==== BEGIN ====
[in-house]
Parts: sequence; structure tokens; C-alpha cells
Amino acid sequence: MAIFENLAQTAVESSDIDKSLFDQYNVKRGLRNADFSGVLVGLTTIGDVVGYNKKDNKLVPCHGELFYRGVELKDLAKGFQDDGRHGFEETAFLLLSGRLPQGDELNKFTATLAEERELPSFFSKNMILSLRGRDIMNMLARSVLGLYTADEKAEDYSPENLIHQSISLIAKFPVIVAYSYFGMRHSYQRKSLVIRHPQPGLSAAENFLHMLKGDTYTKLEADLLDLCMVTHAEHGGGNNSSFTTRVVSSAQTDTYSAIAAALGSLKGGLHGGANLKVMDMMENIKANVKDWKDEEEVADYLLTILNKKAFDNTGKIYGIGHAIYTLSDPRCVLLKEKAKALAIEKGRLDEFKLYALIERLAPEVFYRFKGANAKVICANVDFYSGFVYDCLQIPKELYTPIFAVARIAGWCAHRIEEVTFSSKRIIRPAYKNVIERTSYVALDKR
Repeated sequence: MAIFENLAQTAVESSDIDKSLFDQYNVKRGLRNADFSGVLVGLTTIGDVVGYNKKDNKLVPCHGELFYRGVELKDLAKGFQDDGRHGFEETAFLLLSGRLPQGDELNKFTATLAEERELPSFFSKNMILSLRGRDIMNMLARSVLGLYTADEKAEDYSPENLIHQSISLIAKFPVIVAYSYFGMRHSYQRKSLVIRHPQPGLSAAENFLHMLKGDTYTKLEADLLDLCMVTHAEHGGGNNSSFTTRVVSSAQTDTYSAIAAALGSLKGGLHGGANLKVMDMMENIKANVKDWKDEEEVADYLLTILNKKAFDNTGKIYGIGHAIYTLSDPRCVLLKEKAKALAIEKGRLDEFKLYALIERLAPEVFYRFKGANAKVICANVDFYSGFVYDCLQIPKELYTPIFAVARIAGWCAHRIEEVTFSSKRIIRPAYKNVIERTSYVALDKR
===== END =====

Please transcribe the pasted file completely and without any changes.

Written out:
[in-house]
Parts: sequence; structure tokens; C-alpha cells
Amino acid sequence: MAIFENLAQTAVESSDIDKSLFDQYNVKRGLRNADFSGVLVGLTTIGDVVGYNKKDNKLVPCHGELFYRGVELKDLAKGFQDDGRHGFEETAFLLLSGRLPQGDELNKFTATLAEERELPSFFSKNMILSLRGRDIMNMLARSVLGLYTADEKAEDYSPENLIHQSISLIAKFPVIVAYSYFGMRHSYQRKSLVIRHPQPGLSAAENFLHMLKGDTYTKLEADLLDLCMVTHAEHGGGNNSSFTTRVVSSAQTDTYSAIAAALGSLKGGLHGGANLKVMDMMENIKANVKDWKDEEEVADYLLTILNKKAFDNTGKIYGIGHAIYTLSDPRCVLLKEKAKALAIEKGRLDEFKLYALIERLAPEVFYRFKGANAKVICANVDFYSGFVYDCLQIPKELYTPIFAVARIAGWCAHRIEEVTFSSKRIIRPAYKNVIERTSYVALDKR
Repeated sequence: MAIFENLAQTAVESSDIDKSLFDQYNVKRGLRNADFSGVLVGLTTIGDVVGYNKKDNKLVPCHGELFYRGVELKDLAKGFQDDGRHGFEETAFLLLSGRLPQGDELNKFTATLAEERELPSFFSKNMILSLRGRDIMNMLARSVLGLYTADEKAEDYSPENLIHQSISLIAKFPVIVAYSYFGMRHSYQRKSLVIRHPQPGLSAAENFLHMLKGDTYTKLEADLLDLCMVTHAEHGGGNNSSFTTRVVSSAQTDTYSAIAAALGSLKGGLHGGANLKVMDMMENIKANVKDWKDEEEVADYLLTILNKKAFDNTGKIYGIGHAIYTLSDPRCVLLKEKAKALAIEKGRLDEFKLYALIERLAPEVFYRFKGANAKVICANVDFYSGFVYDCLQIPKELYTPIFAVARIAGWCAHRIEEVTFSSKRIIRPAYKNVIERTSYVALDKR